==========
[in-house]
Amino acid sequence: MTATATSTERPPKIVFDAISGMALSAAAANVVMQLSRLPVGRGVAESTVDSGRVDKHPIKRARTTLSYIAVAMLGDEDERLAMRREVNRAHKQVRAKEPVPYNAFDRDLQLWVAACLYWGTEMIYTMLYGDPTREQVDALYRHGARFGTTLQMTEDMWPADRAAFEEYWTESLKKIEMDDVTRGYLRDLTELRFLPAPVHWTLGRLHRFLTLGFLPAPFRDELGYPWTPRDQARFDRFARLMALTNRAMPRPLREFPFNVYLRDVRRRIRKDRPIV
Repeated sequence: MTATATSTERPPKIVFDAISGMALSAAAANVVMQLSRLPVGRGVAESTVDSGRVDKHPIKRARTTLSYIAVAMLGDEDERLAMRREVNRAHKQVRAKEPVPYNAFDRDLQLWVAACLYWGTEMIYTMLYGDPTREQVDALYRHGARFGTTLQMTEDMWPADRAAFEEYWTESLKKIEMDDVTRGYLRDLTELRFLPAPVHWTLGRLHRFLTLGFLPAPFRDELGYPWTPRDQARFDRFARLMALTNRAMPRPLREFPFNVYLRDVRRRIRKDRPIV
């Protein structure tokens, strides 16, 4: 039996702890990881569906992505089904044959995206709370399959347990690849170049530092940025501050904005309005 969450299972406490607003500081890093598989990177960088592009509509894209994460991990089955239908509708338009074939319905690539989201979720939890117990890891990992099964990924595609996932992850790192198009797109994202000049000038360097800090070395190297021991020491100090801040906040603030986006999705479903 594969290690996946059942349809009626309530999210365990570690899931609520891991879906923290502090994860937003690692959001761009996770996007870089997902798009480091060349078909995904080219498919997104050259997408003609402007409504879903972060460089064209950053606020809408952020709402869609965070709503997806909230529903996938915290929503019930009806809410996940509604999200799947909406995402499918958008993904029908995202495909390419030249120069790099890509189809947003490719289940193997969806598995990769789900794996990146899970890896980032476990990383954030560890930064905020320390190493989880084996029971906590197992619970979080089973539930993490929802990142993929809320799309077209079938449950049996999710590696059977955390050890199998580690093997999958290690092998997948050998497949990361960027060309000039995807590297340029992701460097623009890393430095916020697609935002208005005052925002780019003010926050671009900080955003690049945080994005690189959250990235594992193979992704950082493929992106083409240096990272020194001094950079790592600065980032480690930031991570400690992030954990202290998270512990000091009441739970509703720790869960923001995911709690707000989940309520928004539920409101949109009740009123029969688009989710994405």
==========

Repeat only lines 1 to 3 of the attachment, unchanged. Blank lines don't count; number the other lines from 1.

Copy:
[in-house]
Amino acid sequence: MTATATSTERPPKIVFDAISGMALSAAAANVVMQLSRLPVGRGVAESTVDSGRVDKHPIKRARTTLSYIAVAMLGDEDERLAMRREVNRAHKQVRAKEPVPYNAFDRDLQLWVAACLYWGTEMIYTMLYGDPTREQVDALYRHGARFGTTLQMTEDMWPADRAAFEEYWTESLKKIEMDDVTRGYLRDLTELRFLPAPVHWTLGRLHRFLTLGFLPAPFRDELGYPWTPRDQARFDRFARLMALTNRAMPRPLREFPFNVYLRDVRRRIRKDRPIV
Repeated sequence: MTATATSTERPPKIVFDAISGMALSAAAANVVMQLSRLPVGRGVAESTVDSGRVDKHPIKRARTTLSYIAVAMLGDEDERLAMRREVNRAHKQVRAKEPVPYNAFDRDLQLWVAACLYWGTEMIYTMLYGDPTREQVDALYRHGARFGTTLQMTEDMWPADRAAFEEYWTESLKKIEMDDVTRGYLRDLTELRFLPAPVHWTLGRLHRFLTLGFLPAPFRDELGYPWTPRDQARFDRFARLMALTNRAMPRPLREFPFNVYLRDVRRRIRKDRPIV